I mean, unbelievable. So I’m going to cite a particular favorite of mine. There’s so many of them from bad company, but I’ll cite a particular favorite, Silver, Blue, and Gold. Do you remember about the creation of that? Not only lyrically, but musically and then in the studio and everything?

Paul Rogers:

Oh, sure. Yeah. I wrote that on a Walter. Remember the… I’m going to get another Walter one of these days. These, they’re very rare item now to get a good one. In fact, Perry’s on the market, Perry… But they’re such a great piano. They’re electronic, electric piano, but they’ve got a feel to them when you hit them hard, they growled. They’ve got a distortion to them, like an edginess, or you can play them very gently. Anyway, they’re a good piano. And I wrote Silver, Blue, and Gold on that in a little bedset I was living in Putney in London, and the first title was Silver and Gold. But then I thought, “Well give me silver, no blue and Gold, the Color of the Sky and Tall…” And I wrote that like that, and took that to Ponto where we were, Bad company were due to a record. I think it was… What album? It was Run With The Pack. It was it on the Run With The Pack album.

Buzz Knight:

It is one of the greatest songs ever, I have to tell you.

Paul Rogers:

Well, thank you. Thank you, Buzz. And as well, I have to point out, mixed guitar playing is just superb on that, just superb. The soul is so perfect for the track. It’s so delicate and sweet, and those high notes that they plays is just great.

Cynthia:

Buzz, what about that track speaks to you?

Buzz Knight:

Oh my God, it lifts me up. It tugs at my heart, it lifts me up. And it’s like a lot of those in the audience. It’s part of the soundtrack of certainly my life.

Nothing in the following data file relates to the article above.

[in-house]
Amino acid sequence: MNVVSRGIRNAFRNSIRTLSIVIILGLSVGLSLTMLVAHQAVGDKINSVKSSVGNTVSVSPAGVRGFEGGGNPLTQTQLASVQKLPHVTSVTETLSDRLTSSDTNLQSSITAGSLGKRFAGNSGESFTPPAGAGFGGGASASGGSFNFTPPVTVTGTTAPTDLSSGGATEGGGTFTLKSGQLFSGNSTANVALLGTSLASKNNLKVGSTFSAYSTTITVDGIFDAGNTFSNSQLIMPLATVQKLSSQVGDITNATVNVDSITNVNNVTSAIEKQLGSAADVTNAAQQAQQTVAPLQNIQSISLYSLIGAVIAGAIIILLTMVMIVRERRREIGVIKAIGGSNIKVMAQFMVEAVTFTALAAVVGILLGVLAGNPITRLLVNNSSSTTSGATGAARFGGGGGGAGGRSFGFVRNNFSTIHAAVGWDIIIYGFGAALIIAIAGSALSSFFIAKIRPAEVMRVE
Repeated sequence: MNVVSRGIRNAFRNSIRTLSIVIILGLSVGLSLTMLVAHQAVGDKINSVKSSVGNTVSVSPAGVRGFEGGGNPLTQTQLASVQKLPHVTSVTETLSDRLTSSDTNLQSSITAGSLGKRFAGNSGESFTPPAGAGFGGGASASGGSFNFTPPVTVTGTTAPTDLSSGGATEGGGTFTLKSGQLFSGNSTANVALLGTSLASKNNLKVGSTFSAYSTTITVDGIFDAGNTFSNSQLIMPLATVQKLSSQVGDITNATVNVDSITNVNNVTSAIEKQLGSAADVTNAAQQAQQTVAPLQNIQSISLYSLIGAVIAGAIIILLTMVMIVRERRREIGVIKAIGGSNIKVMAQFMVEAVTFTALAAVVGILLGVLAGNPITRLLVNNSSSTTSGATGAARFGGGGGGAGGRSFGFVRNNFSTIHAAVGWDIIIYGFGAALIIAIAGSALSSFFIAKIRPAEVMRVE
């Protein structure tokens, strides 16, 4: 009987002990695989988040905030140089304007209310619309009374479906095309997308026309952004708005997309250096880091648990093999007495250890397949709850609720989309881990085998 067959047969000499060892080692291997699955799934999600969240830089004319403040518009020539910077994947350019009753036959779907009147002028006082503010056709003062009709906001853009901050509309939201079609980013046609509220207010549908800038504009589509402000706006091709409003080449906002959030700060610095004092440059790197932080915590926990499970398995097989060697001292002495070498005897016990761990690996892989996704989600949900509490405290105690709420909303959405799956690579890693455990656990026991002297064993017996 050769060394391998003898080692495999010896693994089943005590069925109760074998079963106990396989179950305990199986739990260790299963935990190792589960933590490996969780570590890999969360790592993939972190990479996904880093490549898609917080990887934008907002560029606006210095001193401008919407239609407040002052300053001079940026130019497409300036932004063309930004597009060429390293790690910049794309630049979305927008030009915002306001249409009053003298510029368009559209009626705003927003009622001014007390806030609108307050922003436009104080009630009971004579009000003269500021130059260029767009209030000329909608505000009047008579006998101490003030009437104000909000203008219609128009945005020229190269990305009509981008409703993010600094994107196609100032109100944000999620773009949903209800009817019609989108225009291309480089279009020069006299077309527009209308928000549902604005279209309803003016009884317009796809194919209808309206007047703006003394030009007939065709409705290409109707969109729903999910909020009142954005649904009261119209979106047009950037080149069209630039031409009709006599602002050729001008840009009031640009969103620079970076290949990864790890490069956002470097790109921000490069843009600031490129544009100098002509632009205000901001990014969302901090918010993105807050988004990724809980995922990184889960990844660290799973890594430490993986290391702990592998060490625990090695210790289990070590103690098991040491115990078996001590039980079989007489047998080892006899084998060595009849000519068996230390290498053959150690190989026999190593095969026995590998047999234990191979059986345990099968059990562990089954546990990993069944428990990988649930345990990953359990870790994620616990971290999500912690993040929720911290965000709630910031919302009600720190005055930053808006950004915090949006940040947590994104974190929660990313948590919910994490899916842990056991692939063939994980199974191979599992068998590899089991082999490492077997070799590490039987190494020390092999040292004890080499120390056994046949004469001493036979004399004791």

Paul Rogers:

Wow. That’s awesome, man.

Buzz Knight:

But I could say that about so many of the songs as well. What do you think is the secret sauce to bands and their collaboration?

Paul Rogers:

I think that the nucleus or the basis of any band is their songs. If they can write songs and then play them, that’s pretty much the secret. And that’s how we started out with Free. We were playing a lot of blues in the set, and I said to Andy, “What we should try and do, what everyone was doing.” Then people like the Cream, like the Cream. Cream, Jimi Hendrix and all those guys, they were playing their own material so that they had their own story and their own voice in a way. And I said, we should concentrate on moving away from the blues a little bit and just focusing on our own material. And we wrote all the way to All Tight Now, and it was really good. But there was one song we couldn’t not do on stage, even though we were doing the whole set of our own material.

And that was The Hunter. And with Albert King, the Hunter, which is still a great record. It’s on The Born Under A Bad Sign album, and Born Under A Bad Sign itself is a great song, great record. We couldn’t get off the stage without playing the Hunter. So I said to Andy, “Let’s try and write a song that is at least as good as The Hunter,” and even something that everybody can sing along to something simple, “All right, right now, baby.”